Banks had announced on Twitter in late January that he had decided to transfer from the Owls.

Banks started 22 of the 36 games in which he played for the Owls, including 11 starts in 2016 and nine in 2015. The defensive back started the first two games of the 2017 season before an unspecified leg injury sidelined him for the remainder of the year.

For the Rice portion of his collegiate playing career, Banks totaled 75 tackles (one for loss), seven passes defensed, two interceptions and a forced fumble. He also returned seven punts for 30 yards (4.3 yards per return).

NC State board approves new deal for Dave Doeren

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In late November, after rejecting overtures from Tennessee in order to remain at North Carolina State, Dave Doeren agreed to a new contract with the university, pending the board rubber-stamping the agreement. This past week, that rubber met the stamp.

NC State confirmed that, on Thursday, the system’s Board of Trustees formally approved the new five-year deal for Doeren. The head coach’s new contract will now keep him with the Wolfpack through Dec. 31, 2022.

“We are on an exciting upward trajectory in football under the leadership of Coach Doeren,” said NC State athletic director Debbie Yow said in a statement. “He has assembled a terrifically talented coaching staff, as well, and that continuity and stability has been important to our current student-athletes and recruits.

“We are pleased that Dave will continue to lead NC State football, playing in one of the most challenging divisions in college football, the Atlantic Division of the ACC.”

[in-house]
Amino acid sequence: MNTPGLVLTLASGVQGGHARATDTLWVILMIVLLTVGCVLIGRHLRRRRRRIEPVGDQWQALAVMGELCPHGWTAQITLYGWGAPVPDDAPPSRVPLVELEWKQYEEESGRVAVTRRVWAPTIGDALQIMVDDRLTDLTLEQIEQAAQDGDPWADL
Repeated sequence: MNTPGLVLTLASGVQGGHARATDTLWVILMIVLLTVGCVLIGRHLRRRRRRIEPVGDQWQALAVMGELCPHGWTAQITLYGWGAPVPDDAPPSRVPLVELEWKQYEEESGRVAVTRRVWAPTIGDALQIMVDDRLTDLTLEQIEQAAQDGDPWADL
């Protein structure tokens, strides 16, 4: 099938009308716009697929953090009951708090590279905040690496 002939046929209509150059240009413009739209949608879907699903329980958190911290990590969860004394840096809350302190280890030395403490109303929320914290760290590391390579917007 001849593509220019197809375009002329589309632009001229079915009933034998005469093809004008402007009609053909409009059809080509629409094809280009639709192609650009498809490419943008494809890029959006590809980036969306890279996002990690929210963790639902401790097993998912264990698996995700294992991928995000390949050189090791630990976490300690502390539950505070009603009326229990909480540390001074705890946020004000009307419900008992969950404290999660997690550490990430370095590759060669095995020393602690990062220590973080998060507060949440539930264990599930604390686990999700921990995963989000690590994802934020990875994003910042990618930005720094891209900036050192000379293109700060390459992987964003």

In five seasons with the Wolfpack, the 46-year-old Doeren has compiled a 34-30 record, including a 15-25 mark in ACC play. The 2017 season was his best of the five, with a 9-4 overall mark that saw NC State finish in second place in the Atlantic after divisional finishes of seventh, fifth, fourth and tied-fourth the first four.

Under Doeren, the Wolfpack has played in a bowl game each of the last four seasons, posting a 3-1 mark in the postseason.

Nebraska clinches spring game attendance crown, Georgia pushes past Alabama

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Georgia got its revenge on Alabama on Saturday, I guess. Months after letting a lead slip away in the national championship game, Georgia wiggled past Alabama in the spring game attendance standings on Saturday but the Dawgs still had to settle for second place overall. A record crowd at Nebraska led to the Cornhusker faithful having the highest attendance for a spring game this season.

Nebraska set a school record on Saturday with 86,818 fans attending the spring game in Lincoln, the first under new head coach Scott Frost. It was the first time Nebraska recorded a crowd over 80,000 during the past five years. Nebraska surged to the top of the Big Ten spring attendance standings as well, and stayed comfortably ahead after Penn State recorded an estimated 71,000 fans at its spring game on Saturday. Ohio State had led the Big Ten the previous three years but stadium renovations limited Ohio State to 79,000 available seats this year at Ohio Stadium, and weather and schedule adjustments to the spring game resulted in a crowd of 47,803 for Ohio State’s spring game.